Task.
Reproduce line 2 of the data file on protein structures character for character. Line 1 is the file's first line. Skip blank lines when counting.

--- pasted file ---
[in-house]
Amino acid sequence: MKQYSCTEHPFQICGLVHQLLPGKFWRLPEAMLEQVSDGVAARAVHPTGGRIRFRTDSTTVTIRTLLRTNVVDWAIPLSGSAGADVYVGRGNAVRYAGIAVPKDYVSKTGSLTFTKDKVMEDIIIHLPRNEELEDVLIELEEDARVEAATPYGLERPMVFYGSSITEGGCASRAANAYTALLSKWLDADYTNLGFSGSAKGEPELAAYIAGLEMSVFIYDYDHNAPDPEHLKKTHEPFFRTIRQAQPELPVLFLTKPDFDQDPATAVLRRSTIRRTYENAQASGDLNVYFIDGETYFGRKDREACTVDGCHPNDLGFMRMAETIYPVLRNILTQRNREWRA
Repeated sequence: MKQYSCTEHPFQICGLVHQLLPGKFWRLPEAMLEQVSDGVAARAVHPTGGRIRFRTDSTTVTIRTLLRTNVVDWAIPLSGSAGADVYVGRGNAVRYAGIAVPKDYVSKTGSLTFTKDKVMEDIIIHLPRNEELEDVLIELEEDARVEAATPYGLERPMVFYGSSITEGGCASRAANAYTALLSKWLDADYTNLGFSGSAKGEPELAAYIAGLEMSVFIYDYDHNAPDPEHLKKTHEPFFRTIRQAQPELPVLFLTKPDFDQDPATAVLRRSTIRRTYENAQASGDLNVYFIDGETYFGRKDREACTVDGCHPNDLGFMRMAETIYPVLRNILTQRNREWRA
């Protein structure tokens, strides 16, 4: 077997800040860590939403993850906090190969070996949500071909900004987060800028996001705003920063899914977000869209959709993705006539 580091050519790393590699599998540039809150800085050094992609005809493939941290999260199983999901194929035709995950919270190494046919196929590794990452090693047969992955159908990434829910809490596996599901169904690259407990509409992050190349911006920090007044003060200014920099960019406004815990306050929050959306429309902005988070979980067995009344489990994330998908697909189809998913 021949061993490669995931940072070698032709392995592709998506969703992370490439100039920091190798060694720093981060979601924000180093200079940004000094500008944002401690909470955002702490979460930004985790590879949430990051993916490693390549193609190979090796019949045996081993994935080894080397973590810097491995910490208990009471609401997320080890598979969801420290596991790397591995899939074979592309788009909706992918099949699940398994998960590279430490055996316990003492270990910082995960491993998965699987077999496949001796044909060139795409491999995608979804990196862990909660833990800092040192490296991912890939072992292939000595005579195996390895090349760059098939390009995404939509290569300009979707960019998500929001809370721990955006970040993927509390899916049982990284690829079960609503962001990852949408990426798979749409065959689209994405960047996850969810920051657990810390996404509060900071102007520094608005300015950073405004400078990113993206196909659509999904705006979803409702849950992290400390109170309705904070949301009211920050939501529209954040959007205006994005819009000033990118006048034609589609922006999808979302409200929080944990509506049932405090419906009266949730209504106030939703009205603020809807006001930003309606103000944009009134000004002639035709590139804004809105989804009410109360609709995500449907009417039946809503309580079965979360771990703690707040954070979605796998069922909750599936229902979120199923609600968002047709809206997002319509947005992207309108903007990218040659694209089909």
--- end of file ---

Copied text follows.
Amino acid sequence: MKQYSCTEHPFQICGLVHQLLPGKFWRLPEAMLEQVSDGVAARAVHPTGGRIRFRTDSTTVTIRTLLRTNVVDWAIPLSGSAGADVYVGRGNAVRYAGIAVPKDYVSKTGSLTFTKDKVMEDIIIHLPRNEELEDVLIELEEDARVEAATPYGLERPMVFYGSSITEGGCASRAANAYTALLSKWLDADYTNLGFSGSAKGEPELAAYIAGLEMSVFIYDYDHNAPDPEHLKKTHEPFFRTIRQAQPELPVLFLTKPDFDQDPATAVLRRSTIRRTYENAQASGDLNVYFIDGETYFGRKDREACTVDGCHPNDLGFMRMAETIYPVLRNILTQRNREWRA